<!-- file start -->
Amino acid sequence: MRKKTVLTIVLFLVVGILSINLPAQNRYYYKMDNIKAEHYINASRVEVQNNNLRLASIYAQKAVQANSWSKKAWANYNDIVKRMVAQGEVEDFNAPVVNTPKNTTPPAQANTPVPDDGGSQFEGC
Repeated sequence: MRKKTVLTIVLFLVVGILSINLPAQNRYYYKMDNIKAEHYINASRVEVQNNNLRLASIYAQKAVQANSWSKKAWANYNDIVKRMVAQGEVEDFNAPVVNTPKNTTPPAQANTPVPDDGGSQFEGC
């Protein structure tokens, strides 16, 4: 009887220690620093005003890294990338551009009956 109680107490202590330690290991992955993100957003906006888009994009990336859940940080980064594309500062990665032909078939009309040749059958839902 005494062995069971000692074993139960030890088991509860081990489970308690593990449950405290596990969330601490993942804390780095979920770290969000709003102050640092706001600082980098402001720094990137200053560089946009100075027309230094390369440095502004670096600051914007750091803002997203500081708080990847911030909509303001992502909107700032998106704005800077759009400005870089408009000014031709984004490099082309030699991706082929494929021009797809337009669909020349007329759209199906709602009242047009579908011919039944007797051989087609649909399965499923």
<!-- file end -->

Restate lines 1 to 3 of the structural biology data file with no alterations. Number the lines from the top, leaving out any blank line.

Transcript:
Amino acid sequence: MRKKTVLTIVLFLVVGILSINLPAQNRYYYKMDNIKAEHYINASRVEVQNNNLRLASIYAQKAVQANSWSKKAWANYNDIVKRMVAQGEVEDFNAPVVNTPKNTTPPAQANTPVPDDGGSQFEGC
Repeated sequence: MRKKTVLTIVLFLVVGILSINLPAQNRYYYKMDNIKAEHYINASRVEVQNNNLRLASIYAQKAVQANSWSKKAWANYNDIVKRMVAQGEVEDFNAPVVNTPKNTTPPAQANTPVPDDGGSQFEGC
């Protein structure tokens, strides 16, 4: 009887220690620093005003890294990338551009009956 109680107490202590330690290991992955993100957003906006888009994009990336859940940080980064594309500062990665032909078939009309040749059958839902 005494062995069971000692074993139960030890088991509860081990489970308690593990449950405290596990969330601490993942804390780095979920770290969000709003102050640092706001600082980098402001720094990137200053560089946009100075027309230094390369440095502004670096600051914007750091803002997203500081708080990847911030909509303001992502909107700032998106704005800077759009400005870089408009000014031709984004490099082309030699991706082929494929021009797809337009669909020349007329759209199906709602009242047009579908011919039944007797051989087609649909399965499923």